South Africa isn’t doing enough to provide HIV prevention treatment for mothers: why it needs to

01 December 2021 | Story Dvora Joseph Davey and Linda-Gail Bekker. Photo Uwe Baumann, Pixabay Read time 6 min.

A global target for the elimination of mother to child transmission of HIV globally was set in 2015. The ambitious target of the Joint United Nations Programme (UNAIDS) was to reduce new infant HIV infections by 75% by 2020. This is equivalent to reducing new infections to under 1%.

South Africa has the largest number of people living with HIV in the world: over 7.7 million. The country also has the largest HIV epidemic in pregnant women. Over one-third of pregnant women have HIV, contributing to one of the highest rates of vertical transmission (HIV from mother to infant), estimated at 3.9% in 2020.

South Africa has been committed to achieving the elimination of maternal to child transmission of HIV since 2015. It introduced policies that give lifelong antiretroviral therapy to all pregnant women living with HIV. But, over six years later, new infections in pregnant women continue at a high rate.

Since 2017 the World Health Organisation (WHO) and several national HIV programmes have recommended offering daily oral preventive medication technically known as pre-exposure prophylaxis (PrEP) to pregnant and breastfeeding women at risk of getting HIV. PrEP is the use of antiretroviral therapy to prevent the acquisition of HIV in people who are not living with HIV. The recommendation is based on a large body of safety data from women living with HIV who used the same drugs as treatment during pregnancy and breastfeeding.


We estimate that over 90 000 infants will acquire HIV in the next 10 years.

Not offering preventive treatment to women not living with HIV but who are at risk of HIV acquisition undermines the efficacy of all of the South African efforts to eliminate mother to child transmission of HIV. It is urgent and overdue to implement PrEP in pregnancy and during breastfeeding. Failure to do so in the face of proven prevention interventions allows ongoing avoidable HIV infection among women in South Africa with the added high risk of transmission to their infants.

In the absence of PrEP, we estimate that over 90 000 infants will acquire HIV in the next 10 years. Our team’s mathematical models estimate that by providing PrEP to pregnant and breastfeeding women in South Africa, we could reduce maternal and infant HIV incidence by upwards of 136 000 in the optimistic scenario. This is similar to estimates of PrEP provision among female sex workers and men who have sex with men.

Preventing new infections

There are approximately 1 million live births in South Africa annually. Around 70% – representing 700 000 live births – involve women not living with HIV. Many of these women are at very high risk of HIV acquisition and infant HIV transmission due to a combination of biological and behavioural factors. These include having partners living with HIV, multiple partners and frequent condomless sex.

These women have the right to access PrEP to protect themselves against HIV during this high risk period. Currently, in South Africa, around one in three infant infections arise from mothers who acquire HIV during pregnancy or breastfeeding.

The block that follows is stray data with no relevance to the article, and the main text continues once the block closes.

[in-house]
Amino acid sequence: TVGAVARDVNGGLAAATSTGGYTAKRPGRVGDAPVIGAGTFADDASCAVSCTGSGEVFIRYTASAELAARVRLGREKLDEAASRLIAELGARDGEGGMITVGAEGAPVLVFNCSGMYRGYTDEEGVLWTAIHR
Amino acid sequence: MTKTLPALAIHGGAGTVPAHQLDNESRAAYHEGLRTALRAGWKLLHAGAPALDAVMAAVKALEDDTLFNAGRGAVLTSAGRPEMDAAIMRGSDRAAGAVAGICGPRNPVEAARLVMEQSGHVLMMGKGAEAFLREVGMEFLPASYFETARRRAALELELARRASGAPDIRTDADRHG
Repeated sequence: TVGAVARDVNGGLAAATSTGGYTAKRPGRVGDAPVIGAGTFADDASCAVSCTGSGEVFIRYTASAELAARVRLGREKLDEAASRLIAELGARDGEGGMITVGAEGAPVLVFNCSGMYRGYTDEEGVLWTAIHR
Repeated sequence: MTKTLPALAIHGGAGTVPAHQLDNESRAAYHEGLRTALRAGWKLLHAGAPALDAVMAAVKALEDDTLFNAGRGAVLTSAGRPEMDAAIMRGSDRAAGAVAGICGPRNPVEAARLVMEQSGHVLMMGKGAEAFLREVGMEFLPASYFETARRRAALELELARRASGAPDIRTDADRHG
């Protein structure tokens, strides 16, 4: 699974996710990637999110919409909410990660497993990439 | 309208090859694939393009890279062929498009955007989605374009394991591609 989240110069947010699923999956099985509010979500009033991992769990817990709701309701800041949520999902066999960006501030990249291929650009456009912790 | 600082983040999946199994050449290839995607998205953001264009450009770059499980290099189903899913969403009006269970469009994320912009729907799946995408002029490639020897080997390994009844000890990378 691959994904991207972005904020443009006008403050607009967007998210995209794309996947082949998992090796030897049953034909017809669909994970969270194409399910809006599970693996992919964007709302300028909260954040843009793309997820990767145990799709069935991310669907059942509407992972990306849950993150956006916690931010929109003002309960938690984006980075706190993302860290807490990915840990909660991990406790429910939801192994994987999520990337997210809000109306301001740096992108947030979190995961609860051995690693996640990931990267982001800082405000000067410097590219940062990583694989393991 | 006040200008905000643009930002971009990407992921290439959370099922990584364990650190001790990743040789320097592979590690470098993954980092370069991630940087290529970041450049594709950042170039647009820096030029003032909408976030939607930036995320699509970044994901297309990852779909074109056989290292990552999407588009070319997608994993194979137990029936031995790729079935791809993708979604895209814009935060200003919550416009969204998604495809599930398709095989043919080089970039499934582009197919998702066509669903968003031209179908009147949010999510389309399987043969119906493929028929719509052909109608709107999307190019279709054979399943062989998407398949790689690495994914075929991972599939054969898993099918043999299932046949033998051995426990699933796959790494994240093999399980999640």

South Africa will continue to struggle to reach the elimination goals unless the government ensures that women at risk of HIV exposure can access an effective biomedical prevention option during their pregnancy and breastfeeding journey.

Expected reductions in HIV incidence due to PrEP, 2020-2030, under different enhanced PrEP delivery scenarios. Author provided.

Ongoing studies show a high receptiveness to PrEP among South Africans. This suggests that PrEP can be integrated into antenatal and postnatal care. A recent study we did in Cape Town demonstrated that over 85% of women without HIV accepted PrEP at first antenatal care visit, and over 70% continued on PrEP at month one, and 60% at month three.

Those who were at higher risk of HIV acquisition were more likely to continue on and adhere to daily PrEP. The identifiers of higher risk are a sexually transmitted infection, a partner living with HIV, or having more than one sex partner. The Cape Town study also demonstrated the safety of providing PrEP in this population, in line with other studies in the region.

Antenatal care uptake in South Africa is high, reaching over 95%. This presents a perfect opportunity to offer PrEP to women seeking routine services. Expanding PrEP implementation to include pregnant and breastfeeding women will further support South Africa’s efforts to reach its ambitious goals of eliminating infant HIV.

Expanding existing programmes

Oral PrEP is scaling up among pregnant and breastfeeding women in sub-Saharan Africa with notable implementation successes in Kenya and ongoing demonstration projects in South Africa, Lesotho, Malawi, Zambia and Zimbabwe.

The South African government should support the immediate training of healthcare providers and integration of PrEP into antenatal and postnatal care for all women at risk of HIV. All pregnant women who test HIV-negative at their first antenatal visit should receive the offer to start PrEP. This must be accompanied by comprehensive HIV prevention services, including counselling to support them to take daily PrEP while pregnant and breastfeeding.

Maternal HIV programmes that include primary prevention of HIV through the use of PrEP to pregnant and breastfeeding women at high risk of HIV are key to realising the goal of the elimination of HIV in infants.

Dvora Joseph Davey, Honorary Senior Lecturer in the Department of Biostatistics and Epidemiology, University of Cape Town and Linda-Gail Bekker, Professor of medicine and deputy director of the Desmond Tutu HIV Centre at the Institute of Infectious Disease and Molecular Medicine, University of Cape Town.

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